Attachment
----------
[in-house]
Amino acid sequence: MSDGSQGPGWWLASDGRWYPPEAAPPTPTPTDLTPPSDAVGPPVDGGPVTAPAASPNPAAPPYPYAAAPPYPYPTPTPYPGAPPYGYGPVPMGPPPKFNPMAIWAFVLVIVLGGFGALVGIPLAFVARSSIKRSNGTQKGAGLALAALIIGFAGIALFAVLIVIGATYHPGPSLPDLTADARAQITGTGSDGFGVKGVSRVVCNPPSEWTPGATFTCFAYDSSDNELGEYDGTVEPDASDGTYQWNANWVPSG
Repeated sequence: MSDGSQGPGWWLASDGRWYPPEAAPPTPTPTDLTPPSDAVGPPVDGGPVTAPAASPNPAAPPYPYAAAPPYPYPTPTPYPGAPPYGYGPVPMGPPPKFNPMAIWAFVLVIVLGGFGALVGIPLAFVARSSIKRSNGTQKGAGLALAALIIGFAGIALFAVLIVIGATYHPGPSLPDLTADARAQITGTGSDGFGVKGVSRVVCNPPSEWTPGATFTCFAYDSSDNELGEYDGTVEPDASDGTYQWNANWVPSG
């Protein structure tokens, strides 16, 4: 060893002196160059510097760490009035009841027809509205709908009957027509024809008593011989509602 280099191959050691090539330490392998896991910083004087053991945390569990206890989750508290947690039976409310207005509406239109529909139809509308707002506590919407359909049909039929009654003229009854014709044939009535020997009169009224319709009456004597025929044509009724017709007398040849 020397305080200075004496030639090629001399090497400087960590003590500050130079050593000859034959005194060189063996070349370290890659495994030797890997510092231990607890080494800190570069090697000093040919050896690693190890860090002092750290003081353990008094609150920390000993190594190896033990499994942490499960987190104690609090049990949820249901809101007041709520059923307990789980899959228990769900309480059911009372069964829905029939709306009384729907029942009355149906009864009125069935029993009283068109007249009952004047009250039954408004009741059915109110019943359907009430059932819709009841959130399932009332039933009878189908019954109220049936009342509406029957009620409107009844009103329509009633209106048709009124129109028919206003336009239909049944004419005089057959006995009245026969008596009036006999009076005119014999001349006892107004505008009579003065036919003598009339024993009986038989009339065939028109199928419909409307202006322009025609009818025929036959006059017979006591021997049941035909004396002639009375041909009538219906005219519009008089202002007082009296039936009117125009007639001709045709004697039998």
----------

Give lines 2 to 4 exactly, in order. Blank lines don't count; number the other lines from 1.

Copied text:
Amino acid sequence: MSDGSQGPGWWLASDGRWYPPEAAPPTPTPTDLTPPSDAVGPPVDGGPVTAPAASPNPAAPPYPYAAAPPYPYPTPTPYPGAPPYGYGPVPMGPPPKFNPMAIWAFVLVIVLGGFGALVGIPLAFVARSSIKRSNGTQKGAGLALAALIIGFAGIALFAVLIVIGATYHPGPSLPDLTADARAQITGTGSDGFGVKGVSRVVCNPPSEWTPGATFTCFAYDSSDNELGEYDGTVEPDASDGTYQWNANWVPSG
Repeated sequence: MSDGSQGPGWWLASDGRWYPPEAAPPTPTPTDLTPPSDAVGPPVDGGPVTAPAASPNPAAPPYPYAAAPPYPYPTPTPYPGAPPYGYGPVPMGPPPKFNPMAIWAFVLVIVLGGFGALVGIPLAFVARSSIKRSNGTQKGAGLALAALIIGFAGIALFAVLIVIGATYHPGPSLPDLTADARAQITGTGSDGFGVKGVSRVVCNPPSEWTPGATFTCFAYDSSDNELGEYDGTVEPDASDGTYQWNANWVPSG
């Protein structure tokens, strides 16, 4: 060893002196160059510097760490009035009841027809509205709908009957027509024809008593011989509602 280099191959050691090539330490392998896991910083004087053991945390569990206890989750508290947690039976409310207005509406239109529909139809509308707002506590919407359909049909039929009654003229009854014709044939009535020997009169009224319709009456004597025929044509009724017709007398040849 020397305080200075004496030639090629001399090497400087960590003590500050130079050593000859034959005194060189063996070349370290890659495994030797890997510092231990607890080494800190570069090697000093040919050896690693190890860090002092750290003081353990008094609150920390000993190594190896033990499994942490499960987190104690609090049990949820249901809101007041709520059923307990789980899959228990769900309480059911009372069964829905029939709306009384729907029942009355149906009864009125069935029993009283068109007249009952004047009250039954408004009741059915109110019943359907009430059932819709009841959130399932009332039933009878189908019954109220049936009342509406029957009620409107009844009103329509009633209106048709009124129109028919206003336009239909049944004419005089057959006995009245026969008596009036006999009076005119014999001349006892107004505008009579003065036919003598009339024993009986038989009339065939028109199928419909409307202006322009025609009818025929036959006059017979006591021997049941035909004396002639009375041909009538219906005219519009008089202002007082009296039936009117125009007639001709045709004697039998």